New Jersey houses in front of a beach

In the dynamic landscape of the New Jersey real estate market, where rich historical heritage from colonial roots to contemporary designs, makes each property a compelling narrative. A home inspection in the great state of New Jersey is a journey through the layers of time and innovation that define a property’s character, revealing its captivating charm and possible underlying problems. On the flip side, sellers can leverage this process to transparently present their property’s value and proactively address any homebuyer concerns.

So, whether you’re buying a home in Hoboken or gearing up to sell a property in Jersey City, this Redfin article offers comprehensive insights and guidance to help you navigate the unique home inspection landscape in New Jersey. 

New Jersey houses in front of a beach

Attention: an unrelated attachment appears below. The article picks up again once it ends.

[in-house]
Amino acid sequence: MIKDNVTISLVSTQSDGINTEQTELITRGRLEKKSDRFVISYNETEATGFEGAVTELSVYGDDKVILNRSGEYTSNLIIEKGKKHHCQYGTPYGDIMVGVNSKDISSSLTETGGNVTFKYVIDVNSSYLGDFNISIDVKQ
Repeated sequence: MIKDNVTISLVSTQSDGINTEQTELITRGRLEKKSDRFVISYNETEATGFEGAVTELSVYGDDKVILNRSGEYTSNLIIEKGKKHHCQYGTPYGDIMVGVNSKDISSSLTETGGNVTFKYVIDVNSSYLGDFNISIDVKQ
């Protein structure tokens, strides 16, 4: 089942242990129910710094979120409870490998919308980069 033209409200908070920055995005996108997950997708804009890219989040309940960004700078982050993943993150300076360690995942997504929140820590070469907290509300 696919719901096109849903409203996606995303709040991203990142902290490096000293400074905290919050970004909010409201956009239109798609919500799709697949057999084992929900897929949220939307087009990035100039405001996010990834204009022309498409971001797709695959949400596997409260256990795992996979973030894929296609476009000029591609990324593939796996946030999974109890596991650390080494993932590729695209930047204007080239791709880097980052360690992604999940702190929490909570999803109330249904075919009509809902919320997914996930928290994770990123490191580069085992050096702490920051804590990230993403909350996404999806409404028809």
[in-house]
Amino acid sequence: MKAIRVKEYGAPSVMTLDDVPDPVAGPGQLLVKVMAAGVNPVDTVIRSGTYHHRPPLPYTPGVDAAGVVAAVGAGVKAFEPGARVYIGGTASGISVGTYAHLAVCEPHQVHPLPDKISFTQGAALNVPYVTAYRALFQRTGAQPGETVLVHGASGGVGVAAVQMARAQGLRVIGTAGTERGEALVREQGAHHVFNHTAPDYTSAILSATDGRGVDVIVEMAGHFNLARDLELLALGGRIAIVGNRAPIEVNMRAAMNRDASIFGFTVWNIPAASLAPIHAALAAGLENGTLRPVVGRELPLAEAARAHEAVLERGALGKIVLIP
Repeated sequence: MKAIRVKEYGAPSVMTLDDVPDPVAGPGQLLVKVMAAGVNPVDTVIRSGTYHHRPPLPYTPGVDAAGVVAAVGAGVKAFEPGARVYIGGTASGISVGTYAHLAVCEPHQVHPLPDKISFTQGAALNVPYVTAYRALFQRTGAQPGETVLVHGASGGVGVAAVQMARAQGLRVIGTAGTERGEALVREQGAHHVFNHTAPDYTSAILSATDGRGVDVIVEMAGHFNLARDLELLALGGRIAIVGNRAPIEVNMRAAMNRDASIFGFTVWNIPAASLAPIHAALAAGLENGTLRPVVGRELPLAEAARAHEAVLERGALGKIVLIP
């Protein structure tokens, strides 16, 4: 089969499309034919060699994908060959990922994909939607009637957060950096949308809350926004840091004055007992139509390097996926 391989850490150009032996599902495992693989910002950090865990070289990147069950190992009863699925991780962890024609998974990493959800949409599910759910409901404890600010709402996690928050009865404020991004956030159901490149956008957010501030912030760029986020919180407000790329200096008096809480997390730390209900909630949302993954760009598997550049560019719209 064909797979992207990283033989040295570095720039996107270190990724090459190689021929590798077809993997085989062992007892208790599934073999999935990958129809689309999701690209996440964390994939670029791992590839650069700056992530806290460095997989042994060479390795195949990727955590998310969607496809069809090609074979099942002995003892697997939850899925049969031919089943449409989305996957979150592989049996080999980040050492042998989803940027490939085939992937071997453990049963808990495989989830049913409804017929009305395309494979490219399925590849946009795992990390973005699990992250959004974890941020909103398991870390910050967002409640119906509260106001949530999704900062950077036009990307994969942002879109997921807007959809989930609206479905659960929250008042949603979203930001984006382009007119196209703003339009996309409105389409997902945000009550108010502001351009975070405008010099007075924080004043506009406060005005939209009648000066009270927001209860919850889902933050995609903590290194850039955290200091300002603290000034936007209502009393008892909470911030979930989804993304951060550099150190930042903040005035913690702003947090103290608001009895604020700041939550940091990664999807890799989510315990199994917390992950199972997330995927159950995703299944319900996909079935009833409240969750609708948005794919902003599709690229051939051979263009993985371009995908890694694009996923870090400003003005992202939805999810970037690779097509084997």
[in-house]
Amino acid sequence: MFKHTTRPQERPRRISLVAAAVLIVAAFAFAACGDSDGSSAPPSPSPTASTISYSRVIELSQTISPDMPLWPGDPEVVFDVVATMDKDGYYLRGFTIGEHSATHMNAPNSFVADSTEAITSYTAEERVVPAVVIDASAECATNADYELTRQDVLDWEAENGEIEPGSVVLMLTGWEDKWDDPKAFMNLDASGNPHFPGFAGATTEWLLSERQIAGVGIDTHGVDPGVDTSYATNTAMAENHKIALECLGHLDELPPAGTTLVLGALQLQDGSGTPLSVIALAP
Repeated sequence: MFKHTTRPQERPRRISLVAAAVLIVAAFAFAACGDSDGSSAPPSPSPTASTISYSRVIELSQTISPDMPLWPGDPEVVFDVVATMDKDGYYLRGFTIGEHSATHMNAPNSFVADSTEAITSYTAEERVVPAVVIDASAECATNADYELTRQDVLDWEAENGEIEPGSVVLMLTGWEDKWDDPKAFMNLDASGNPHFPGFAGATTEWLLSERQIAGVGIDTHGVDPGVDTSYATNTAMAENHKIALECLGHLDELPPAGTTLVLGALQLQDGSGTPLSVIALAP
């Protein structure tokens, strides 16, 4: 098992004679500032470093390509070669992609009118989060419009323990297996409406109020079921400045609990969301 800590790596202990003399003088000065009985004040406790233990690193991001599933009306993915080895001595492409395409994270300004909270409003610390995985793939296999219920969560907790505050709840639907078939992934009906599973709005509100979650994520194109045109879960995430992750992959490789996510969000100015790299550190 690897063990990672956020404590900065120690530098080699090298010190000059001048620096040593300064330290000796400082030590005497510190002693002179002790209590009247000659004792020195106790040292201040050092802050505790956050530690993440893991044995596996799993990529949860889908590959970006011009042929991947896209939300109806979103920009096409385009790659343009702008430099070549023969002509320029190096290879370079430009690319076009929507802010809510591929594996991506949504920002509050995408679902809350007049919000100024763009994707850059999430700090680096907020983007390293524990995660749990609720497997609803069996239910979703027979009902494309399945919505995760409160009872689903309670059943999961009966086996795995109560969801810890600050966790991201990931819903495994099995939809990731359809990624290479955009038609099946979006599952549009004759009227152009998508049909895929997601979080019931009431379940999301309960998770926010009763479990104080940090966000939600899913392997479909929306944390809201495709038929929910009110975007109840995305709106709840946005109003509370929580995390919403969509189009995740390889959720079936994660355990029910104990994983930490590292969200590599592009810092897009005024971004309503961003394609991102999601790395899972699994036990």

Why should you get a home inspection in New Jersey?

“New Jersey homebuyers should never skip the stucco inspection,” says Stucco Safe. “Problems with stucco systems that leak to the structure are incredibly common in New Jersey due to the extremes in temperature. Repairs for these problems can easily exceed $100,000. When making your offer, always include ‘invasive stucco inspection’ in your inspection requests. You won’t regret it.”

“Homebuyers in New Jersey should get a home inspection so that they know the true condition of the home and that there are no hidden issues when they take ownership,” recommends Cooper Inspection Services. “Along with the home inspection, New Jersey buyers should also get a WDI (wood destroying insect) inspection, Radon Test, and depending on the age of the house, they should also do a tank sweep to make sure there are no underground oil storage tanks.”

Are there any specialized inspections that New Jersey buyers should consider?

One common issue we hear from clients is the difficulty of finding a licensed structural engineer, often resulting in delays with property transactions,” says Kiro Engineering. These types of inspection help to better understand the overall “structural integrity of residential and commercial properties” by conducting “thorough evaluations and considers various factors when assessing the need for repairs.”